SIR – The Foreign Secretary has been soliciting from foreign governments dire predictions about the effects of Britain’s withdrawal from the EU (report, July 23). The Japanese government has even predicted that if we left the EU, our exports to it would suffer from the reimposition of trade barriers and we would face higher tariffs on our exports to the EU.
Yet there is no logic in this view. Apart from the fact that such measures would be illegal under World Trade Organisation rules, EU countries enjoy a trade surplus with Britain of around £45 billion a year. We are the largest and nearest market for German and French exports. If we placed retaliatory tariffs on German and French exports to us, they would be by far the bigger losers, while our exporters would redirect exports to the rest of the world, with whom we enjoy a trade surplus.
How far would our former American colonies have got if they had relied on the British parliament to negotiate the terms of their independence? We should follow their example and declare independence, stop paying our fortnightly tranche of around £800,000 into the EU’s coffers and negotiate a free trade agreement with the EU’s single market on our own terms.
Tied pubs model
SIR – I have been running pubs now for some 26 years (Letters, July 17). My wife and I take on bankrupt pubs, and the tied model has been responsible for these pubs prospering. Without the support of companies I have worked with (such as Hall & Woodhouse and WH Brakspear & Sons) they would have been long gone. My present pub is with the great family brewer Arkell’s. Their support has been exemplary, with rent discounts and total maintenance support made possible by the exclusive sale of their ales in their pub.
The last people I want involved are the Government. Labour nearly ruined the trade that I love and this Government is unfortunately little better – though at least it has scrapped the beer duty escalator.
Sing it again, mum
SIR – Parents should sing to their children because it will help with their self-expression and confidence in later life (report, July 16). Most of us understand that babies and toddlers react positively when we sing songs to them, but we may not appreciate that those endless repetitions of “Twinkle, twinkle, little star” are helping to “wire up” their brains for speech development.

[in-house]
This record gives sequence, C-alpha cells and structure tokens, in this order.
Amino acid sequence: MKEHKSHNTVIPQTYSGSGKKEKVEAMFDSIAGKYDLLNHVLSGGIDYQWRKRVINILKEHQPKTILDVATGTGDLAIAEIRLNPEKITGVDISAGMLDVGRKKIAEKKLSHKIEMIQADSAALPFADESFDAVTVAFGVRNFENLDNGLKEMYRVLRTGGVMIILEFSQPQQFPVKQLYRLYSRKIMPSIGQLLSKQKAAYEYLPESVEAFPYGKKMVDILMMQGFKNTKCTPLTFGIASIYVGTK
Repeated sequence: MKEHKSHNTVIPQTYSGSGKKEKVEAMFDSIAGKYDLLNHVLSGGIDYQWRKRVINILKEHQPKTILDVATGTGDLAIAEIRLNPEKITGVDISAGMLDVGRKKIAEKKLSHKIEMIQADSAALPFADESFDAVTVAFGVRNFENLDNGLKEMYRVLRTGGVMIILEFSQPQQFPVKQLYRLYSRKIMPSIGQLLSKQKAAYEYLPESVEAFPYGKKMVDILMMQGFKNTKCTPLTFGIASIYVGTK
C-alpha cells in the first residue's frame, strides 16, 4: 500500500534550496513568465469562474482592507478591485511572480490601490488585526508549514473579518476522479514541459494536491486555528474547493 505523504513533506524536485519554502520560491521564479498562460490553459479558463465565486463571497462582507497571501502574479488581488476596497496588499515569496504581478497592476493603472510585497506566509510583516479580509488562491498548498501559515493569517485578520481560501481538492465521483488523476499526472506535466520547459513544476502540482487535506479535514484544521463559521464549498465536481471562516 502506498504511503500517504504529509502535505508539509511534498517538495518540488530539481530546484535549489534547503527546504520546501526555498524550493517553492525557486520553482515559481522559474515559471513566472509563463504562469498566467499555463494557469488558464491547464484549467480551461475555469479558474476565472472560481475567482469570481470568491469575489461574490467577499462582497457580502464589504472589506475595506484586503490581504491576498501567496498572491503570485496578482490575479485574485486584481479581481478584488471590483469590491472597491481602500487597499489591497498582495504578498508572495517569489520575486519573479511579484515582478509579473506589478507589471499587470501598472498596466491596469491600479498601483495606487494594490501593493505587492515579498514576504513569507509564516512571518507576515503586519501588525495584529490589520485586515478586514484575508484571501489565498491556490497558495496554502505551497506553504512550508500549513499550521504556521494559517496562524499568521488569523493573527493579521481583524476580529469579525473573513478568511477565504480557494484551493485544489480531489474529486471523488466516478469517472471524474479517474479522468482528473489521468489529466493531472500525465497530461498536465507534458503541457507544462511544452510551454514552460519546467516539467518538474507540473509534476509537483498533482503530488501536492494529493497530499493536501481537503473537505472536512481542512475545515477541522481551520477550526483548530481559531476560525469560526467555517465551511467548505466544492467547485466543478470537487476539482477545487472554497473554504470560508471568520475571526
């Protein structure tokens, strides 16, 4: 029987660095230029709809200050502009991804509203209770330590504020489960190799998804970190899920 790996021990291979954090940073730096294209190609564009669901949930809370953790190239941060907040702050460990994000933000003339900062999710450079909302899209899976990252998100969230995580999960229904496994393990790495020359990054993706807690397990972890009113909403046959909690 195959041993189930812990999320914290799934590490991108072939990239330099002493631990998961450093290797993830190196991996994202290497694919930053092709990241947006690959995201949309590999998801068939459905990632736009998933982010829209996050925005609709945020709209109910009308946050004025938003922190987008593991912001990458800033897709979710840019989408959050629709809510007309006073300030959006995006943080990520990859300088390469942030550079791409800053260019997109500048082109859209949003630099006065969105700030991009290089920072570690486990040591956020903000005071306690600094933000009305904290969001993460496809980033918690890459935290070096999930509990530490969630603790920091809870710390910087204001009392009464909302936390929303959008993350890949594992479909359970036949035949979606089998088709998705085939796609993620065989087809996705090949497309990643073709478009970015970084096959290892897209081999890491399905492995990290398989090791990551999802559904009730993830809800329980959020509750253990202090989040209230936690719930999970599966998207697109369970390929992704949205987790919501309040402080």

Singing is something that anyone can do. It doesn’t matter if you can’t sing like a professional. There is nothing children love more than the sound of their parents singing to them, and if you sing a bit out of tune, then so be it.
UK General Manager, Jo Jingles
An endless problem
SIR – Yesterday, my wife and I were told, on reserving a restaurant table, that it was “not a problem” (Letters, July 24). Upon arriving and advising them of the booking, we learnt that this was “not a problem”. Upon ordering the food, I was relieved to have the young waitress confirm that that too was “not a problem”. We even discovered that two black coffees were “not a problem”. We were happy to pay the bill.
Financial speculation is driving up food prices
SIR – As food prices continue to rise, we need to make changes to the way we produce, distribute and consume food, from household to global level (report, July 22). Some of the changes required will take decades, but one can happen quickly.
Financial speculation by banks and hedge funds drives up food prices. Curbing it will help to stabilise prices. Controls to limit speculation are in the final stages of negotiation at the EU, but they contain loopholes that limit their efficacy.
European regulators must stop banks gambling on hunger. If they can’t get this right, what chance do we have of tackling the deeper, structural factors that also influence people’s ability to access food?
Director, World Development Movement
SIR – The prediction that food prices could treble, in real terms, in 20 years as a result of world population growth may prove to be a substantial underestimate if the frequency of extremes of weather continues to increase. In order to help protect food security, preservation of all cultivable land should surely be the Government’s priority. The Government should only allow development on brownfield sites. And how many acres will be lost to new track if HS2 goes ahead?